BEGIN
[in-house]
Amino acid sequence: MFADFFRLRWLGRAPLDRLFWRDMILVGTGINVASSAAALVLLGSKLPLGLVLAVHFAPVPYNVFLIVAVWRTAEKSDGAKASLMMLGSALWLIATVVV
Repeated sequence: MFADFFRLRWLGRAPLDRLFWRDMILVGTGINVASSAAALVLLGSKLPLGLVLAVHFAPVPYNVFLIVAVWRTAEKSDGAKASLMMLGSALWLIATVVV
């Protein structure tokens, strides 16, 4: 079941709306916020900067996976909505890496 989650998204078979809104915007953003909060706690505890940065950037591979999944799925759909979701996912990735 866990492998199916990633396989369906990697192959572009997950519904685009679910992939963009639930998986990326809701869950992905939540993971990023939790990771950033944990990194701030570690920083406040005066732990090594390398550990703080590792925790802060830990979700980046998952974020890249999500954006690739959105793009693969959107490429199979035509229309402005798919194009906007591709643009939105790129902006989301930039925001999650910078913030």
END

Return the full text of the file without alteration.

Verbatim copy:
[in-house]
Amino acid sequence: MFADFFRLRWLGRAPLDRLFWRDMILVGTGINVASSAAALVLLGSKLPLGLVLAVHFAPVPYNVFLIVAVWRTAEKSDGAKASLMMLGSALWLIATVVV
Repeated sequence: MFADFFRLRWLGRAPLDRLFWRDMILVGTGINVASSAAALVLLGSKLPLGLVLAVHFAPVPYNVFLIVAVWRTAEKSDGAKASLMMLGSALWLIATVVV
């Protein structure tokens, strides 16, 4: 079941709306916020900067996976909505890496 989650998204078979809104915007953003909060706690505890940065950037591979999944799925759909979701996912990735 866990492998199916990633396989369906990697192959572009997950519904685009679910992939963009639930998986990326809701869950992905939540993971990023939790990771950033944990990194701030570690920083406040005066732990090594390398550990703080590792925790802060830990979700980046998952974020890249999500954006690739959105793009693969959107490429199979035509229309402005798919194009906007591709643009939105790129902006989301930039925001999650910078913030």